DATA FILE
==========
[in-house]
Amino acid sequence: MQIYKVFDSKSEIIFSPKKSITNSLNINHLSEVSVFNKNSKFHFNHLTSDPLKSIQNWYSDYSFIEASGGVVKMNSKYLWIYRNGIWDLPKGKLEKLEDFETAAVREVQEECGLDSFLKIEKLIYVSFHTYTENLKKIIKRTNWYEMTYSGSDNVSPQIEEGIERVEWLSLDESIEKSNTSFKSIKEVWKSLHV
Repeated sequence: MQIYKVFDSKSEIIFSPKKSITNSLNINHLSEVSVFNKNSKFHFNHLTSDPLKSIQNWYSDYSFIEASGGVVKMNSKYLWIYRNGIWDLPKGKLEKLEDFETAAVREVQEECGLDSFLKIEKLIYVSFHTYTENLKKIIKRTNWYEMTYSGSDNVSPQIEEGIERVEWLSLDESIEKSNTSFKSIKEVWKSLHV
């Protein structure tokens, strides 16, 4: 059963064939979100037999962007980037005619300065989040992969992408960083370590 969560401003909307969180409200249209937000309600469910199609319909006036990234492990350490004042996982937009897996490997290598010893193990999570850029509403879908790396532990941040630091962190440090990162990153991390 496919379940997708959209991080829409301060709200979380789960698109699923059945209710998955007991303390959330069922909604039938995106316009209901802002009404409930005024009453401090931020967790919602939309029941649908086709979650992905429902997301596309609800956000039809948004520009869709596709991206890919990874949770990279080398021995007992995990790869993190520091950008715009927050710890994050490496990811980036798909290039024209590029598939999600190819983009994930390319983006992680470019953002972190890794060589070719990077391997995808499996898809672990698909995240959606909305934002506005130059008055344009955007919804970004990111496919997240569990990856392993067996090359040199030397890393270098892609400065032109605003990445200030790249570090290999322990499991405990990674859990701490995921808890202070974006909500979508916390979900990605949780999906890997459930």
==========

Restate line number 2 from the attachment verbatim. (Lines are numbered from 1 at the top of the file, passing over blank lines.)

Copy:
Amino acid sequence: MQIYKVFDSKSEIIFSPKKSITNSLNINHLSEVSVFNKNSKFHFNHLTSDPLKSIQNWYSDYSFIEASGGVVKMNSKYLWIYRNGIWDLPKGKLEKLEDFETAAVREVQEECGLDSFLKIEKLIYVSFHTYTENLKKIIKRTNWYEMTYSGSDNVSPQIEEGIERVEWLSLDESIEKSNTSFKSIKEVWKSLHV